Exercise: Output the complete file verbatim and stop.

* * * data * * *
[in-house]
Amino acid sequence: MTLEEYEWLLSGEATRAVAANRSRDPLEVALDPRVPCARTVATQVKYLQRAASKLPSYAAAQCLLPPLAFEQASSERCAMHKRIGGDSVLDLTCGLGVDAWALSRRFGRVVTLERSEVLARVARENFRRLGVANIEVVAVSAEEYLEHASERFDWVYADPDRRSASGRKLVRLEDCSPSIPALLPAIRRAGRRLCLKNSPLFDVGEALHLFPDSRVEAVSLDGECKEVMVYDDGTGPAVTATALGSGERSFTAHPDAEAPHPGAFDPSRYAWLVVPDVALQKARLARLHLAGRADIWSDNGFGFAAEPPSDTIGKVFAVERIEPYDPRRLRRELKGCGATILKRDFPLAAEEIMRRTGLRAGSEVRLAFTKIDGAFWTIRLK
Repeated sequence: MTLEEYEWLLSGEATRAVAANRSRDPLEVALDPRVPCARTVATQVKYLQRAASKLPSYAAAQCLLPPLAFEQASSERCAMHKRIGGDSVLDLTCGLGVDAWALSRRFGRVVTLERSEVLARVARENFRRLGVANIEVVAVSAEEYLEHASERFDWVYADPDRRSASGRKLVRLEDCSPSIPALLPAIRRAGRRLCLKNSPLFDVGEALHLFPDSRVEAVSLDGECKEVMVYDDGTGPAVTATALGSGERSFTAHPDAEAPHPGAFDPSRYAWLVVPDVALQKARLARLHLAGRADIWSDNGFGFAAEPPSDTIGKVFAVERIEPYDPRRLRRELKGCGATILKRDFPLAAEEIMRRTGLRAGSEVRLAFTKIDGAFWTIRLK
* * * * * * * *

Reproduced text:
[in-house]
Amino acid sequence: MTLEEYEWLLSGEATRAVAANRSRDPLEVALDPRVPCARTVATQVKYLQRAASKLPSYAAAQCLLPPLAFEQASSERCAMHKRIGGDSVLDLTCGLGVDAWALSRRFGRVVTLERSEVLARVARENFRRLGVANIEVVAVSAEEYLEHASERFDWVYADPDRRSASGRKLVRLEDCSPSIPALLPAIRRAGRRLCLKNSPLFDVGEALHLFPDSRVEAVSLDGECKEVMVYDDGTGPAVTATALGSGERSFTAHPDAEAPHPGAFDPSRYAWLVVPDVALQKARLARLHLAGRADIWSDNGFGFAAEPPSDTIGKVFAVERIEPYDPRRLRRELKGCGATILKRDFPLAAEEIMRRTGLRAGSEVRLAFTKIDGAFWTIRLK
Repeated sequence: MTLEEYEWLLSGEATRAVAANRSRDPLEVALDPRVPCARTVATQVKYLQRAASKLPSYAAAQCLLPPLAFEQASSERCAMHKRIGGDSVLDLTCGLGVDAWALSRRFGRVVTLERSEVLARVARENFRRLGVANIEVVAVSAEEYLEHASERFDWVYADPDRRSASGRKLVRLEDCSPSIPALLPAIRRAGRRLCLKNSPLFDVGEALHLFPDSRVEAVSLDGECKEVMVYDDGTGPAVTATALGSGERSFTAHPDAEAPHPGAFDPSRYAWLVVPDVALQKARLARLHLAGRADIWSDNGFGFAAEPPSDTIGKVFAVERIEPYDPRRLRRELKGCGATILKRDFPLAAEEIMRRTGLRAGSEVRLAFTKIDGAFWTIRLK